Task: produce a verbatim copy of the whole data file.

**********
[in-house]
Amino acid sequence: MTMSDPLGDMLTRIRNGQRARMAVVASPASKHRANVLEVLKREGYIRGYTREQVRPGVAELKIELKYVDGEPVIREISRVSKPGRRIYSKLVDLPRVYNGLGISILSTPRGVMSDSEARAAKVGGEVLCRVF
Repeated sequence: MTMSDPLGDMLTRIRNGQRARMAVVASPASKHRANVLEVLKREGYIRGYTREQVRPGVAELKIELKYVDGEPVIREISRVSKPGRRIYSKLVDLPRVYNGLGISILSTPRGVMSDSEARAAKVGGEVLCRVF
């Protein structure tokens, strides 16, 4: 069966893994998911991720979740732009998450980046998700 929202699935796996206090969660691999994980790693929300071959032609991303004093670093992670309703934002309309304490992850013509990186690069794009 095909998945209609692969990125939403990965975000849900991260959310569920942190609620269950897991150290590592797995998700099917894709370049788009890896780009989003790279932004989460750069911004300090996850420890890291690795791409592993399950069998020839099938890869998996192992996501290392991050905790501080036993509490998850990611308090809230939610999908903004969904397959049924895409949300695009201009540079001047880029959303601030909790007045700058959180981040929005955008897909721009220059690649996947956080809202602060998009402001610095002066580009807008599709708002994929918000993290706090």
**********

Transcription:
[in-house]
Amino acid sequence: MTMSDPLGDMLTRIRNGQRARMAVVASPASKHRANVLEVLKREGYIRGYTREQVRPGVAELKIELKYVDGEPVIREISRVSKPGRRIYSKLVDLPRVYNGLGISILSTPRGVMSDSEARAAKVGGEVLCRVF
Repeated sequence: MTMSDPLGDMLTRIRNGQRARMAVVASPASKHRANVLEVLKREGYIRGYTREQVRPGVAELKIELKYVDGEPVIREISRVSKPGRRIYSKLVDLPRVYNGLGISILSTPRGVMSDSEARAAKVGGEVLCRVF
């Protein structure tokens, strides 16, 4: 069966893994998911991720979740732009998450980046998700 929202699935796996206090969660691999994980790693929300071959032609991303004093670093992670309703934002309309304490992850013509990186690069794009 095909998945209609692969990125939403990965975000849900991260959310569920942190609620269950897991150290590592797995998700099917894709370049788009890896780009989003790279932004989460750069911004300090996850420890890291690795791409592993399950069998020839099938890869998996192992996501290392991050905790501080036993509490998850990611308090809230939610999908903004969904397959049924895409949300695009201009540079001047880029959303601030909790007045700058959180981040929005955008897909721009220059690649996947956080809202602060998009402001610095002066580009807008599709708002994929918000993290706090």